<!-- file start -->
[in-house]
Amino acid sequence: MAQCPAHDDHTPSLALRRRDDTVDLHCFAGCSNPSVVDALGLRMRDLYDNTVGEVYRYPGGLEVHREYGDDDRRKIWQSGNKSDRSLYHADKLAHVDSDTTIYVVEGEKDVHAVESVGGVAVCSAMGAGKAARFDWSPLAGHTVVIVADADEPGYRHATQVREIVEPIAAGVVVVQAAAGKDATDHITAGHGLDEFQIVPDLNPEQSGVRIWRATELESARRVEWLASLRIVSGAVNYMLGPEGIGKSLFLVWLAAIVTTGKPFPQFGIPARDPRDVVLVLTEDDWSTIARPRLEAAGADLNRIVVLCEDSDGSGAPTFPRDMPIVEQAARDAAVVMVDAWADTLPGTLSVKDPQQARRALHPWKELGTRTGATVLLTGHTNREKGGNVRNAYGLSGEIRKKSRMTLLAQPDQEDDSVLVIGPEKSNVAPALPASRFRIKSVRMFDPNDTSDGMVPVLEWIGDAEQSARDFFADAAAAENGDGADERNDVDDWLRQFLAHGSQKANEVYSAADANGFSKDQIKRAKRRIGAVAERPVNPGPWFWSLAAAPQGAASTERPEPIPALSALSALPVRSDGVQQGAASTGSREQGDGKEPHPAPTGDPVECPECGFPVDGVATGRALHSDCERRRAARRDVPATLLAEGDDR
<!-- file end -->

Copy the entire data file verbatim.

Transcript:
[in-house]
Amino acid sequence: MAQCPAHDDHTPSLALRRRDDTVDLHCFAGCSNPSVVDALGLRMRDLYDNTVGEVYRYPGGLEVHREYGDDDRRKIWQSGNKSDRSLYHADKLAHVDSDTTIYVVEGEKDVHAVESVGGVAVCSAMGAGKAARFDWSPLAGHTVVIVADADEPGYRHATQVREIVEPIAAGVVVVQAAAGKDATDHITAGHGLDEFQIVPDLNPEQSGVRIWRATELESARRVEWLASLRIVSGAVNYMLGPEGIGKSLFLVWLAAIVTTGKPFPQFGIPARDPRDVVLVLTEDDWSTIARPRLEAAGADLNRIVVLCEDSDGSGAPTFPRDMPIVEQAARDAAVVMVDAWADTLPGTLSVKDPQQARRALHPWKELGTRTGATVLLTGHTNREKGGNVRNAYGLSGEIRKKSRMTLLAQPDQEDDSVLVIGPEKSNVAPALPASRFRIKSVRMFDPNDTSDGMVPVLEWIGDAEQSARDFFADAAAAENGDGADERNDVDDWLRQFLAHGSQKANEVYSAADANGFSKDQIKRAKRRIGAVAERPVNPGPWFWSLAAAPQGAASTERPEPIPALSALSALPVRSDGVQQGAASTGSREQGDGKEPHPAPTGDPVECPECGFPVDGVATGRALHSDCERRRAARRDVPATLLAEGDDR